Material selection can be an integral part of ensuring sustainability for medical devices.
The design of this safety syringe allows healthcare practitioners to operate the device with one hand.
A successful medical product undergoes a significant development cycle during which an OEM takes a concept and design, pairs it with a high-performing material, and produces a device within a reliable, efficient process to secure product integrity. In addition, progressive companies look at the total product life cycle and establish sustainability strategies. Integrating sustainability into the product life cycle requires consideration of the economy, protection for the environment, and social responsibility.
For the medical device industry, building in sustainability means reducing the amount of material or energy used, decreasing waste, and minimizing air emissions. It is more important than ever, therefore, for OEMs to carefully consider the materials that will go into their product. This article looks at materials selection as an integral part of the total product life cycle and the move toward sustainability.
Conceptualizing a Medical Need
Medical devices must generally meet a need, but manufacturers also want to create a functional design that factors in human interaction and is aesthetically pleasing. In doing so, manufacturers must also address market challenges and trends. These trends include the shift of healthcare away from hospitals, the nursing shortage, and the aging population. Trends such as limited product reuse—a medical device that is either disposable or has very limited usage—must be considered during initial concept development. Limited product reuse may need to be considered as a way to mitigate the spread of infectious diseases as well. For instance, there are plastic medical devices that cannot be sterilized more than once, making the device a one-time use product. During concept development, it is important to understand the plastic resins available that can ultimately enhance a product's effectiveness. Understanding resin options ensures that the material selected is appropriate for the product's care settings as well as its manufacturing and sterilization processes.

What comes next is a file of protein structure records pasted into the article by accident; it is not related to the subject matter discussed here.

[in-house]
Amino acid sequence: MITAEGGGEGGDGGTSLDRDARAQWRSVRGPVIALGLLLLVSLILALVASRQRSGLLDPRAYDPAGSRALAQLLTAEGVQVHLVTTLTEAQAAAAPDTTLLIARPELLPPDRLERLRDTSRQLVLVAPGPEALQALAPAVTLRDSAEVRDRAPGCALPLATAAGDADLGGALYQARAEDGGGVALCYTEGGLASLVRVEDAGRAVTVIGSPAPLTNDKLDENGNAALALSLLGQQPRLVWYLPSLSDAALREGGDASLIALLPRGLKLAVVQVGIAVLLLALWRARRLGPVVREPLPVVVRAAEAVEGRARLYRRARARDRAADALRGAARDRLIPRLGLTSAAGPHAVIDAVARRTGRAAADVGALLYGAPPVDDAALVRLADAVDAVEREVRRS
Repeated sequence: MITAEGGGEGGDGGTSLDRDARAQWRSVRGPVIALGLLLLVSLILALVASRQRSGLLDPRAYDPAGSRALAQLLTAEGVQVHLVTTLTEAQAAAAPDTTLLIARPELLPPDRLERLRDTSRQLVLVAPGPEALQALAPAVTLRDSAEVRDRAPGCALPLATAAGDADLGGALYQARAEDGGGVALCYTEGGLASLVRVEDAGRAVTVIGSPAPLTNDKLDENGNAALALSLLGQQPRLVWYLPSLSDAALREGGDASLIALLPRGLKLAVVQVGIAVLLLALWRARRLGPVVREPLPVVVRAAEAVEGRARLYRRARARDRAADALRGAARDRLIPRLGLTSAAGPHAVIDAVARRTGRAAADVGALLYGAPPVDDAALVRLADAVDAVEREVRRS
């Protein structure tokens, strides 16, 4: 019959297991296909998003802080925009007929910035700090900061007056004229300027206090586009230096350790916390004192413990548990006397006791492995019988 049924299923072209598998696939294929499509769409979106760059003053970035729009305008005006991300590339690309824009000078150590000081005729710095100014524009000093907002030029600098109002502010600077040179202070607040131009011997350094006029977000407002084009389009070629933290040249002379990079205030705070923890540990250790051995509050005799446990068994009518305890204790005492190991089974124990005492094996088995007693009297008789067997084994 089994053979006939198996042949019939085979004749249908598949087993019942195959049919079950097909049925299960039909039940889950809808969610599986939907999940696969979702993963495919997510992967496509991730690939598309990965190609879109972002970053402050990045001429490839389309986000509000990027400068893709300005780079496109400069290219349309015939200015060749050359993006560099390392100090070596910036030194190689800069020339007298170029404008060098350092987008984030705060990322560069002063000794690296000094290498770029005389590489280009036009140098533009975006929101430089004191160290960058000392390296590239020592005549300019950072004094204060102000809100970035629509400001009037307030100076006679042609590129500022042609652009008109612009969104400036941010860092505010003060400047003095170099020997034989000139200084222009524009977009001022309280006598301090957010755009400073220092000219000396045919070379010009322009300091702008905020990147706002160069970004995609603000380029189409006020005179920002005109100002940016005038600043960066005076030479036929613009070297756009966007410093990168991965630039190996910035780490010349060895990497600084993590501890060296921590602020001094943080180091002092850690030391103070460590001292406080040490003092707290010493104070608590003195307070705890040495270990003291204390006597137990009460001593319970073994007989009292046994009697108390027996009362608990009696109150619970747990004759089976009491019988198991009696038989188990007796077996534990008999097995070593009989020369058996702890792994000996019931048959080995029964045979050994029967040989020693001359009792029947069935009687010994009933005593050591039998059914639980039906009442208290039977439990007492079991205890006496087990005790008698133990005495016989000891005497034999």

For example, it is important to review available materials in the earliest stages of developing a device, such as a sleep apnea mask for an aging population. As more and more seniors are diagnosed with sleep disorders, treatment has moved from a hospital-only environment to include home treatment. Although a sleep mask would be used in both treatment settings, the one manufactured for the hospital might be a single-use disposable, whereas a reusable version could be manufactured for use in the home.